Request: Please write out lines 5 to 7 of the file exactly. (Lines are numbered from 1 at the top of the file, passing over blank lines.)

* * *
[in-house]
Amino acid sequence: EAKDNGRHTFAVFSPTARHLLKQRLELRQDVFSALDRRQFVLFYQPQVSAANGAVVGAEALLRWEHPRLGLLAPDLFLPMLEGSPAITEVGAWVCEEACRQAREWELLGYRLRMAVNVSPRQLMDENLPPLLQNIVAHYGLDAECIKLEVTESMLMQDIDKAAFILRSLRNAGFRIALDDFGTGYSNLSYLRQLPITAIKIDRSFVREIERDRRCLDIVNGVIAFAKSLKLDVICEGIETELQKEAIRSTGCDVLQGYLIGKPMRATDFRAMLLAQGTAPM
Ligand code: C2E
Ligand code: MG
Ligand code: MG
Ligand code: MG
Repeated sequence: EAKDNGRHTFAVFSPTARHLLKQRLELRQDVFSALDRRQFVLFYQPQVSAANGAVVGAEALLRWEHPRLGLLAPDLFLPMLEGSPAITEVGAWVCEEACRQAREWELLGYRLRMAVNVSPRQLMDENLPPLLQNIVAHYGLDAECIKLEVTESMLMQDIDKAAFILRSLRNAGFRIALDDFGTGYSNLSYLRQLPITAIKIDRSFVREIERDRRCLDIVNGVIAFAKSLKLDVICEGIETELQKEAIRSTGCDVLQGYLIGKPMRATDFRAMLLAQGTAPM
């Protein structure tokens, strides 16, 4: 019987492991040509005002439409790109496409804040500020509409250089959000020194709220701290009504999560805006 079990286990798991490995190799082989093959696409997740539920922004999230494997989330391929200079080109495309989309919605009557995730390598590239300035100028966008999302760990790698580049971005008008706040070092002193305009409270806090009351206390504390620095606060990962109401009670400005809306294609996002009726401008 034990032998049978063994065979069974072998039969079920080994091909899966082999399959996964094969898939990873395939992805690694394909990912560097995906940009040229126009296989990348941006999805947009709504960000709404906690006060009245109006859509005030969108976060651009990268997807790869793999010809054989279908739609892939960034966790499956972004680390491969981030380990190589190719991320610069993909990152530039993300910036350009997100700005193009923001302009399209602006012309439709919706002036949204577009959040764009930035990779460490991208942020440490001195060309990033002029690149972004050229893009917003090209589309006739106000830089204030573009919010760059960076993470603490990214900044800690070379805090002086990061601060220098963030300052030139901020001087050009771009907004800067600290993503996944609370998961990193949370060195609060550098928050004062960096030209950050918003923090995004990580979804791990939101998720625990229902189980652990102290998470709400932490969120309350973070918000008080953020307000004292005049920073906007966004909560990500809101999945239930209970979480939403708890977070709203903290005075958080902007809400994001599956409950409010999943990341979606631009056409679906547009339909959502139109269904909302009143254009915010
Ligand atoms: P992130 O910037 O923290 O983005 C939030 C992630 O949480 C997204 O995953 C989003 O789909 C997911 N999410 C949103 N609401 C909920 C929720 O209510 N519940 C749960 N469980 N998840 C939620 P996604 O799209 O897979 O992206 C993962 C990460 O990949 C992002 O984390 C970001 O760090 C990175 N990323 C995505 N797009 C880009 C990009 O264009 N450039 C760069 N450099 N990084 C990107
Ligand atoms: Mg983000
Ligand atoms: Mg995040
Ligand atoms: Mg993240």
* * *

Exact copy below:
Ligand code: MG
Ligand code: MG
Repeated sequence: EAKDNGRHTFAVFSPTARHLLKQRLELRQDVFSALDRRQFVLFYQPQVSAANGAVVGAEALLRWEHPRLGLLAPDLFLPMLEGSPAITEVGAWVCEEACRQAREWELLGYRLRMAVNVSPRQLMDENLPPLLQNIVAHYGLDAECIKLEVTESMLMQDIDKAAFILRSLRNAGFRIALDDFGTGYSNLSYLRQLPITAIKIDRSFVREIERDRRCLDIVNGVIAFAKSLKLDVICEGIETELQKEAIRSTGCDVLQGYLIGKPMRATDFRAMLLAQGTAPM